As concerns mount within the strata sector over the quality of the huge slew of new apartment buildings coming online, one industry expert has pointed out that owners could be highly vulnerable to potential defects due to lack of adequate coverage.

Stephen Raff, CEO of Ace Body Corporate and former president of Strata Community Australia (Vic), said the problem of poor building quality, whether due to shoddy construction work or the usage of sub-par imported products, could be even further exacerbated for owners by limitations on warranties of which many remain unaware.

“The big problem is that there’s an assumption – a common misperception, that [owners] can claim on the contractor’s builder warranty insurance, which is six years with builders, and ten years under consumer law,” he said.

Raff notes, however, that given the way coverage for defective building products is categorized, many of the problems that have recently started to arise in relation to low quality imported building goods could be subject to shockingly brief warranty periods.

“For structural defects it’s six years, and non-structural defects it’s two years. Most

fall into the category of non-structural, so it’s really only two years,” he said. “The warranty period could be even shorter, depending upon the individual case.”

Even structural defect coverage is subject to conditions that can make it difficult for owners to redress major problems that can potentially arise in relation to buildings.

“The other problem is that everybody thinks they’ve got builders warranty insurance for six years for major defects,” said Raff.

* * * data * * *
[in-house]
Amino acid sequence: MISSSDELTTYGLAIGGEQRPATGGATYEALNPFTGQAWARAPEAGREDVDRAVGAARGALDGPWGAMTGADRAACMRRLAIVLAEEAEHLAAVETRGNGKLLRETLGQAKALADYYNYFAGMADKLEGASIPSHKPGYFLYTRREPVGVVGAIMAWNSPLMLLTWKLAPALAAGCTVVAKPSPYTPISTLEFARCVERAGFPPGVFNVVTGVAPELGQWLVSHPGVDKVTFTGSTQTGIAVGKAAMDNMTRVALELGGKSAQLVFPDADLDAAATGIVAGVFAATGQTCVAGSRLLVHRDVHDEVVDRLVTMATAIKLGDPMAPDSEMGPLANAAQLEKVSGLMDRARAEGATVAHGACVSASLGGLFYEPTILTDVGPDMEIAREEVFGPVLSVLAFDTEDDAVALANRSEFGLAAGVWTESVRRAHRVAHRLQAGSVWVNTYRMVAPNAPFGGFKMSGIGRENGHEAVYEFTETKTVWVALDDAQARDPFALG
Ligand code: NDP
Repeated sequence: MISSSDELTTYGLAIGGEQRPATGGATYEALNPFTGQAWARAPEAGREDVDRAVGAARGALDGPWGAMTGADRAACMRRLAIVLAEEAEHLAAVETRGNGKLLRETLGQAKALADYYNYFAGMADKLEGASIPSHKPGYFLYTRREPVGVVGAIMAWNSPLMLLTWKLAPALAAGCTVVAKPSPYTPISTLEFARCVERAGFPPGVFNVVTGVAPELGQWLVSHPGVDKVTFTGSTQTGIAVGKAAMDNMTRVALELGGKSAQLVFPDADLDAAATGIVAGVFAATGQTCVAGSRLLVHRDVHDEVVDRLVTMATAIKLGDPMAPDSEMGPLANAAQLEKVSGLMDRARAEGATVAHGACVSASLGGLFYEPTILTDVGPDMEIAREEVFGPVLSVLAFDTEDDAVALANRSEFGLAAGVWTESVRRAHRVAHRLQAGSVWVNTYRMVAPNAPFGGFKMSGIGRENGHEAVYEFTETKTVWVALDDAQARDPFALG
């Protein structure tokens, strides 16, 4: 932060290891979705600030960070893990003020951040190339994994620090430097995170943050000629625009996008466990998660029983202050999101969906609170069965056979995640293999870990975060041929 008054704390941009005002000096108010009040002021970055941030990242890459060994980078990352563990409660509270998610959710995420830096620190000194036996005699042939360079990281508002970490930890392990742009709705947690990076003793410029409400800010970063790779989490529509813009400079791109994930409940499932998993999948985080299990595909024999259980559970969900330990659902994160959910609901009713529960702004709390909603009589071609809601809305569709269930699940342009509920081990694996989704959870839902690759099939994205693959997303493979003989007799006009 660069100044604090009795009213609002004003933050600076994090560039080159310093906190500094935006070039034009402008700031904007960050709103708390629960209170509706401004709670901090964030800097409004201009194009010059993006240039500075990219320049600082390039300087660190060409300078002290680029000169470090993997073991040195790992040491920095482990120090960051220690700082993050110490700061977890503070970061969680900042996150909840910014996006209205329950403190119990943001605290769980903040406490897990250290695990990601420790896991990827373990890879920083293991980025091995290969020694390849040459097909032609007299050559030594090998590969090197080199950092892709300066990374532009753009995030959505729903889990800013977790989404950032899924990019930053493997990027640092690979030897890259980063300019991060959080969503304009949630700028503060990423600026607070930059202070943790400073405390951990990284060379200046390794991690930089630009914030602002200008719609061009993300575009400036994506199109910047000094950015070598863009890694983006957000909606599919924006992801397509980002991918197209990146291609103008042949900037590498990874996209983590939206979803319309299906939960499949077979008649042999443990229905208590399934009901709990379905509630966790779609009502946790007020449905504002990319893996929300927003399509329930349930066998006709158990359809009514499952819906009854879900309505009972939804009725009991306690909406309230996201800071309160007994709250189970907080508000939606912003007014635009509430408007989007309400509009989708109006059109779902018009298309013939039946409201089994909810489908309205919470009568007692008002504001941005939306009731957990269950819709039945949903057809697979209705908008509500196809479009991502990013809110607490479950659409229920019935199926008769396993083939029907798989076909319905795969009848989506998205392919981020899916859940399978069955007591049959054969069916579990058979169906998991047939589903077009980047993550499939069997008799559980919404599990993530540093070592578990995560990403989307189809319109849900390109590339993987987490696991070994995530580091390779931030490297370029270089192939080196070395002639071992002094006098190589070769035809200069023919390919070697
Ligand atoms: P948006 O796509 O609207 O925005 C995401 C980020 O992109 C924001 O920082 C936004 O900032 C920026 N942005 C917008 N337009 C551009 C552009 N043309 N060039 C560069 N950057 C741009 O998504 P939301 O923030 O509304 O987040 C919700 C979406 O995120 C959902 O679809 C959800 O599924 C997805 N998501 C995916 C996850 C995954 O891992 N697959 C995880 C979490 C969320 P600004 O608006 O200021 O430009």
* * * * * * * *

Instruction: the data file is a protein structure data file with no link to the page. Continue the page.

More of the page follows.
“However, for six-year building warranties, you can only use that insurance if the builder dies, disappears, or becomes insolvent. Otherwise you’re relying on the builder coming back and fixing the defects. And do you think that happens a lot of the time? No way.

“There are good builders out there, but there are also a hell of a lot of bad ones. And the issue is that oftentimes they won’t return to fix problems – particularly if it’s a major problem like concrete cancer.”

Another major issue that Raff raises in relation to builders warranties is limitations based on the height of buildings that set the threshold for coverage at an extremely low level, particularly given the current spate of high-rise apartment development in Australia’s major cities.

“One of the major problems we’ve got is that anything over three storeys doesn’t have [come with] any builders warranty in Melbourne and Sydney,” he said. “That is serious stuff – you’ve got people investing big money into apartments and they’re just not covered.”

According to Raff it’s high time the government intervened on behalf of owners in order shore up coverage as well as ensure that builders are doing their jobs properly.

“One of the things that SCA Vic and other chapters are trying to do, particularly in NSW and Victoria, is to get the government to listen to us and say, hey this is ridiculous, we need to be monitoring these builders more,” he said. “There’s a lot of very poor building out there, and we need to have control systems in place whereby we’re monitoring what they’re doing, monitoring the materials they’re using.

“Even more importantly – we need to be providing warranty insurance for all buildings, and not eliminating buildings that are three storeys and above, which are likely to be the most problematic ones.”

Building consultant Brett Bates has recently noted that the alarming rate of defects for apartments built since the turn of the century is likely related to the increasing scale and complexity of new developments, in conjunction with the failure of education and qualification standards for the construction sector to keep pace.